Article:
[PATCH v4 5/5] clk: clk-mux: implement remuxing on set_rate

Mike Turquette mturquette at linaro.org
Wed Jun 12 14:07:31 EDT 2013

On Wed, Jun 12, 2013 at 10:55 AM, Doug Anderson <dianders at chromium.org> wrote:
> Mike,
> On Wed, Jun 12, 2013 at 10:45 AM, Mike Turquette <mturquette at linaro.org> wrote:
>>> * It seems like we can't make muxing decisions on the SoC level.
>>> * Your automatic muxing patches don't hurt me and could be useful for
>>> _some_ of the muxing options, just not the top PLL ones.
>> For the time being you won't be affected by this until you start using
>> .determine_rate.  Even then we have the flag which disables this
>> behavior.
> Yup, exactly!  :)  So I have no objections to the auto remuxing, it
> just doesn't solve all of my problems.
>>> ...but the only place that leaves me for my muxing needs is the device
>>> tree.  ...and as Mike pointed out on IRC the device tree should
>>> describe hardware, not policy.  Ick.
>> This sounds like another vote for configtree ;-)
> Yes.  It sounds like for now we're just going to carry some patches to
> setup our clocks, but a configtree seems like it would solve this type
> of problem.
> One question to raise: if we're going to need to come up with a
> solution for defining parents for things like PLLs, does it decrease
> the need for the auto-remuxing patches?  AKA: if we use some type of
> mechanism like configtree to specify muxing, would that be enough?  I
> don't know the answer, but just thought I'd raise the question...

It's a good question. I can think of some cases where auto-muxing
would still be helpful. There are drivers out there that don't need to
know the details of the clock tree hierarchy and automagic muxing will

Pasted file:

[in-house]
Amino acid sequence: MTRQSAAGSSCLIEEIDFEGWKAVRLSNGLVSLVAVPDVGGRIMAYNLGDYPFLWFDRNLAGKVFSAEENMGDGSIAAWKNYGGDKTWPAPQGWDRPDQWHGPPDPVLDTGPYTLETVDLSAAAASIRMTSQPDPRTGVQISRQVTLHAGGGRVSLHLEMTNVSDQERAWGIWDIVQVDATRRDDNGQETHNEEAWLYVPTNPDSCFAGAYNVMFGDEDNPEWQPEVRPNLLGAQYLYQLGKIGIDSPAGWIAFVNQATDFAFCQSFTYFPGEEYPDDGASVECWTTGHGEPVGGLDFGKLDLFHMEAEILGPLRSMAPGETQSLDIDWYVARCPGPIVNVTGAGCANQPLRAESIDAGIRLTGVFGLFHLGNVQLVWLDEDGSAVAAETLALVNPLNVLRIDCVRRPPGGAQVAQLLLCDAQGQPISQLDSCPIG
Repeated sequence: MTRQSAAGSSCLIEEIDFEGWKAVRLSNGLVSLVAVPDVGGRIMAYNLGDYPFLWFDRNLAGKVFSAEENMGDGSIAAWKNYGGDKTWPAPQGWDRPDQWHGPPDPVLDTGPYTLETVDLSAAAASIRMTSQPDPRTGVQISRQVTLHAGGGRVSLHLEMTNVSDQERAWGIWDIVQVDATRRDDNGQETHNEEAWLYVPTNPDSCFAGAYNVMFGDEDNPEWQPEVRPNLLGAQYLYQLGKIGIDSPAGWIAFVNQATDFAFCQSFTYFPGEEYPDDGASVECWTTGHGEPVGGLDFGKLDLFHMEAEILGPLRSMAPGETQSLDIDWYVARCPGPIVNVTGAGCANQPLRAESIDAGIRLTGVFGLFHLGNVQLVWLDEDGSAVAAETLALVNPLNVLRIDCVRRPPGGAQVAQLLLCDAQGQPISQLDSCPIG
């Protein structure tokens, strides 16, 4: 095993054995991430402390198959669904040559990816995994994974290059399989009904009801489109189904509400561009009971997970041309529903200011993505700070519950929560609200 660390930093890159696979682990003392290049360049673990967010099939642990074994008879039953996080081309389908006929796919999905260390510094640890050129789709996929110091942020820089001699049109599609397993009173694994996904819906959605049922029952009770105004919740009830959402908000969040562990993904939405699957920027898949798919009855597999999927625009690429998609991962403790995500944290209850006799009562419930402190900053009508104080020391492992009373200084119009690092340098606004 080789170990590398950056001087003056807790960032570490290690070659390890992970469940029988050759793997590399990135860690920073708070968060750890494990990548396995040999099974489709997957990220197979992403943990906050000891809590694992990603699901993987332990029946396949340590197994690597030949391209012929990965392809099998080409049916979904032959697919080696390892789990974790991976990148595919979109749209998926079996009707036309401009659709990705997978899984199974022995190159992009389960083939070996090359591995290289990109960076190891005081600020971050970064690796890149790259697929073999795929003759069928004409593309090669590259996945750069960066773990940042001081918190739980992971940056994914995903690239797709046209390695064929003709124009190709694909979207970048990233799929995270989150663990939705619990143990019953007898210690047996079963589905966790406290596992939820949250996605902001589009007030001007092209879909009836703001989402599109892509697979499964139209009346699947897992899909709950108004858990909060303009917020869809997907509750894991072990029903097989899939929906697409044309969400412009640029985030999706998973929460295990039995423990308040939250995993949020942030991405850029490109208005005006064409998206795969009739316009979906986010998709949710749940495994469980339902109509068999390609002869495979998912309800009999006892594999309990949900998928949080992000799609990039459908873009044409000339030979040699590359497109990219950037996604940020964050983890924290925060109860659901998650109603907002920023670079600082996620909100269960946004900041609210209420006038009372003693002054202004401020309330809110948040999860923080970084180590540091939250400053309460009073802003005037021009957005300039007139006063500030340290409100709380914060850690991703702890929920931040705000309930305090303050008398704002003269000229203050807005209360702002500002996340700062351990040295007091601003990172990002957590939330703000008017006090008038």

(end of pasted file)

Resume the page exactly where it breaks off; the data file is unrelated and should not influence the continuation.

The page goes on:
help remove those details from some of the drivers.

However I think that boot-time configuration of muxes that don't
switch (configtree), combined with custom mux clock code that
implements recommendations from HW engineers and the data sheet will
probably be more common than lots and lots of generic re-muxing. I
think that implementing those recommendations on which parent to use
is the problem Saravana was trying to solve with the priority list of

How to encode that information in DT is a bit of a problem.  I guess
one approach could be to create a mux table in DT and instead of
ordering items in that list based on bitfield index (which feel
natural to most programmers), instead let the order imply priority.
This is a tricky hack since we're *technically* only describing the
hardware with the mux table, but the priority encoding is silently
encoded.  E.g:

        clock: clock at 4a008100 {
                #clock-cells = <0>;
                compatible = "mux-clock";
                clocks = <&clock_foo>, <&clock_bar>, <&clock_baz>;
                reg = <0x4a008100 0x4>;
                mask = <0x3>;
                shift = <0>;
                table = <&clock_baz 0x2>, <&clock_foo 0x0>, <&clock_bar 0x1>;



> -Doug

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